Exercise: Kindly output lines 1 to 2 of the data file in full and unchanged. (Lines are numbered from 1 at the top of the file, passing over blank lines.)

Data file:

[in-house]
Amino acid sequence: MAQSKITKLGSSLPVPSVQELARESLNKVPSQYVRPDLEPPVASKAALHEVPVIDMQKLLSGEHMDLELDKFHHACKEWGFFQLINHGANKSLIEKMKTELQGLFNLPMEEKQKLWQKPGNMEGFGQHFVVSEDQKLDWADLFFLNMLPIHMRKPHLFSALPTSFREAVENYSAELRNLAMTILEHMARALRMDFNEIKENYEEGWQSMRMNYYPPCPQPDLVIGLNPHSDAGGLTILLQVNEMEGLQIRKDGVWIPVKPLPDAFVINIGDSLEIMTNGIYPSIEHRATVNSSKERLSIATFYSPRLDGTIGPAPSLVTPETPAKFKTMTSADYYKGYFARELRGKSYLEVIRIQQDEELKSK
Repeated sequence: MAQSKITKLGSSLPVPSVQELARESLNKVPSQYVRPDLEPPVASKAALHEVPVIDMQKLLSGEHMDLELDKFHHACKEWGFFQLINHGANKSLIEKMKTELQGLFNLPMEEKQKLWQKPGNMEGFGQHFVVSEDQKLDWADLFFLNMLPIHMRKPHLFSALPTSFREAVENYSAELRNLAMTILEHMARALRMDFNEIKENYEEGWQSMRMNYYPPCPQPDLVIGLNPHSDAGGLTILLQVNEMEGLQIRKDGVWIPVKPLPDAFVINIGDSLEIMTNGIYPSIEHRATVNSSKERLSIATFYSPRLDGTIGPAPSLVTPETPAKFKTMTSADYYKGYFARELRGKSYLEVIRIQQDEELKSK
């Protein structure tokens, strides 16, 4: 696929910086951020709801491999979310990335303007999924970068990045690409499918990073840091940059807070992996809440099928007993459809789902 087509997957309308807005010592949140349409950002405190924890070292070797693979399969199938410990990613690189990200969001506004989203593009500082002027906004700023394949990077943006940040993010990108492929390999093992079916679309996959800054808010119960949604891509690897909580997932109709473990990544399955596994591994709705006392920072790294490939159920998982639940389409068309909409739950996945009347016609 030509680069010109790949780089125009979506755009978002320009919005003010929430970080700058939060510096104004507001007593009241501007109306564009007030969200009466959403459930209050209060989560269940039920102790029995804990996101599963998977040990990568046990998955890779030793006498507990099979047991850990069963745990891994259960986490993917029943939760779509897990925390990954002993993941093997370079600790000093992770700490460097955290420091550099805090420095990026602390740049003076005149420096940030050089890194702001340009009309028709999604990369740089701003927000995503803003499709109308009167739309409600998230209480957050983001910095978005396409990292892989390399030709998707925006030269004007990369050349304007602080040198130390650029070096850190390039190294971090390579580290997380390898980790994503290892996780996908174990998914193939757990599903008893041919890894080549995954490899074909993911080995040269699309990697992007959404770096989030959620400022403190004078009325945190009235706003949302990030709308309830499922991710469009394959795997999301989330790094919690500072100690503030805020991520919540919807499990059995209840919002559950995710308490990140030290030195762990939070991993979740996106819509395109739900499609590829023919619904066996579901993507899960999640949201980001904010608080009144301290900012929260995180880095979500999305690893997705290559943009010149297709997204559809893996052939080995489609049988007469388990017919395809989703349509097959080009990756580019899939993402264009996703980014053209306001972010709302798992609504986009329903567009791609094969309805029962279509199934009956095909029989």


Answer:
[in-house]
Amino acid sequence: MAQSKITKLGSSLPVPSVQELARESLNKVPSQYVRPDLEPPVASKAALHEVPVIDMQKLLSGEHMDLELDKFHHACKEWGFFQLINHGANKSLIEKMKTELQGLFNLPMEEKQKLWQKPGNMEGFGQHFVVSEDQKLDWADLFFLNMLPIHMRKPHLFSALPTSFREAVENYSAELRNLAMTILEHMARALRMDFNEIKENYEEGWQSMRMNYYPPCPQPDLVIGLNPHSDAGGLTILLQVNEMEGLQIRKDGVWIPVKPLPDAFVINIGDSLEIMTNGIYPSIEHRATVNSSKERLSIATFYSPRLDGTIGPAPSLVTPETPAKFKTMTSADYYKGYFARELRGKSYLEVIRIQQDEELKSK